Hey, hi, hello 👋
Fun fact: as I'm writing this, I actually have no clue what song or album I'm going to recommend you, but I will bet you money by the time you make it down there, 👇, I will have figured it out. On the other hand, I do have a pretty good idea of what I want to talk about while we're up here. Although, I'm not quite sure what to label it as, so instead, I'm going to just let it rip and maybe I'll figure that out later.
Last week, I published a little holiday gratitude edition for you guys, in it I highlighted some of the interactions we've shared over the past few weeks and talked briefly on how interesting and rewarding this little journey has been. Seems pretty harmless right?
Did you know last week's edition was the only one thus far that I unscheduled for publication and even thought about trashing entirely? Why? I felt it was too self ingratiating. Part of me convinced myself that I wrote last weeks post to pat myself on the back, to state to the universe (and I guess you all more specifically): "Look at me! People like something I do! I am not just talking to myself"! I found it to be such a curious self dialogue. I was terrified to publish last weeks edition because I feared one of you would read it and think that it was self absorbed. I feared that one of you would read it, determine it was far too braggadocios, and cast judgement on me 'til the end of my days. I guess what happened next was interesting, my brain did a couple things in response after realizing that censoring an edition was out of the question and that it would defeat the purpose of this writing space entirely.
First up: Even if I did want to pat myself on the back, what's wrong with that? Why have I developed an adversity to taking pride in the work I do, in the things I create? Well, I lived with a raging narcissist for 9 years and realize now, at 27, my worst fear is to become that person. It appears to me, any step I take towards self appreciation makes me feel like I'm half a second away from becoming my own worst enemy and a threat to those I love. So much so that I feared making the mistake of doing it even once in a public forum. I recently shared some brilliant words by my favorite writer, Joan Didion, on Instagram, only a few months later it seems I have forgotten them entirely.
"I’m not telling you to make the world better, because I don’t think that progress is necessarily part of the package. I’m just telling you to live in it. Not just to endure it, not just to suffer it, not just to pass through it, but to live in it. To look at it. To try to get the picture. To live recklessly. To take chances. To make your own work and take pride in it...
When I'm not operating from a place ruled by fear, I believe that we have a responsibility to ourselves to indulge in the whims of the heart and mind even at the cost of a mistake, even at the cost of embarrassment, and yes, even at the cost of rejection. None of those things should get in the way of you realizing the bounds of one's self, granted, that you possess the self awareness to learn from ones missteps. If you need to toot your own horn, do it, you must take pride. If someone takes offense then that's on them, your act of self love becomes an invitation for them to explore the parts of themselves that conjure that reaction to another person's joy. This is the first thing I've consistently created in nearly 10 years, I'm very proud of that.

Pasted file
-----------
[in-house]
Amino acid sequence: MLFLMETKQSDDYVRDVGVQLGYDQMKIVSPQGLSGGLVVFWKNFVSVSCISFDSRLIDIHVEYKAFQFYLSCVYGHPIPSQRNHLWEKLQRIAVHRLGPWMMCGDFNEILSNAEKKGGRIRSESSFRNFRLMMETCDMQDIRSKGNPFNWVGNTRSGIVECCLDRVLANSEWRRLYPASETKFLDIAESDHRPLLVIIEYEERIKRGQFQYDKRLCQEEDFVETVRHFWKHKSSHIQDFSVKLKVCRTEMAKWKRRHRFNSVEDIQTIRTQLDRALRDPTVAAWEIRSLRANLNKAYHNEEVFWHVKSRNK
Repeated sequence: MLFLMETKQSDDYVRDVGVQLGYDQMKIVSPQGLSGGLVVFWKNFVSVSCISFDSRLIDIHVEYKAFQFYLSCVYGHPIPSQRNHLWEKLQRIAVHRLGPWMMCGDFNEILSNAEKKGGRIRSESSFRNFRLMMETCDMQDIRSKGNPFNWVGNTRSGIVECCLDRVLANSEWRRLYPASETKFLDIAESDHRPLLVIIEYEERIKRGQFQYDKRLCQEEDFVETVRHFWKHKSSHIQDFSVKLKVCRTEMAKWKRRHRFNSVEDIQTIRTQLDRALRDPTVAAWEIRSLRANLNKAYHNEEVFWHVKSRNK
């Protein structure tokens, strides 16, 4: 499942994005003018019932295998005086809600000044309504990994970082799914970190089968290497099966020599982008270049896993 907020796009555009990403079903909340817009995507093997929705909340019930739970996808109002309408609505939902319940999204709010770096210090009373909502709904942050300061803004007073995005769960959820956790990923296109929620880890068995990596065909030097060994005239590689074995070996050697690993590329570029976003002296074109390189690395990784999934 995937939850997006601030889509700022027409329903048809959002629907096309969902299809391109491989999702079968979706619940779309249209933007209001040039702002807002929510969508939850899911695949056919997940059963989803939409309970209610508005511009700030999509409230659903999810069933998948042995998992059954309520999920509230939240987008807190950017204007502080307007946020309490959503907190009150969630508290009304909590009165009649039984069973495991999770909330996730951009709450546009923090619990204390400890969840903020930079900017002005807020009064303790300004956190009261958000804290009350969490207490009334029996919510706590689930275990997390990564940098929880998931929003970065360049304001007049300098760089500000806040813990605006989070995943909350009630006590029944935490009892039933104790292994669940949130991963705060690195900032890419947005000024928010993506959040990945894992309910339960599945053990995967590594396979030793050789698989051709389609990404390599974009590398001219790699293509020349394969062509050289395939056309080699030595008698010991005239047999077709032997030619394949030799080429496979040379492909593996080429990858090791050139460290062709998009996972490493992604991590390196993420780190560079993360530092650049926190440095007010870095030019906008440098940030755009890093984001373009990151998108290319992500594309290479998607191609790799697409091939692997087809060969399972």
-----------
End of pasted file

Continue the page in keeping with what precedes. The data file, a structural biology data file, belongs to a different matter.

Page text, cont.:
Second up: I started this newsletter to learn more about how I think and how I see the world. By all intentions, this is a private notebook of sorts, exposed to your eyes only because I oddly believe the private world is best explored publicly. Here, we can help each other along, you can perhaps find glimmers of yourself in my experience when I choose to be vulnerable. But that will only work if one of us, that one being me, is willing to learn, grow, and fail in the open. Only then can I expose the less desirable inklings of the human experience that our minds would rather pass up than invite to dinner, only then can I produce writing that makes you point and exclaim: "I know that feeling!".
I also started this newsletter as a way to chronicle that journey and one day see it as present to give back to myself decades from now.
Another Didion quote:
...some day when I am only going through the motions of doing what I am supposed to do... on that bankrupt morning I will simply open my notebook and there it will all be, a forgotten account with accumulated interest, paid passage back to the world out there
My mind rallied around this in response to my moment of insecurity and fear. For a moment it wanted to bend itself into a shape less salient, to become inconspicuous, it wanted to sit and do the job: 'They're here for the music, not your thoughts Christian" I said to myself. Again, I realized that submitting to that notion would have defeated the purpose of this writing space entirely. No thanks, I share this to encourage you all to step forth into that space within you that fears rejection. That is where I've found the most immense beauty this year. Say what is on your mind if you find your heart to be one filled with love. If you find your words and intentions to be laced with poison, delay, obviously.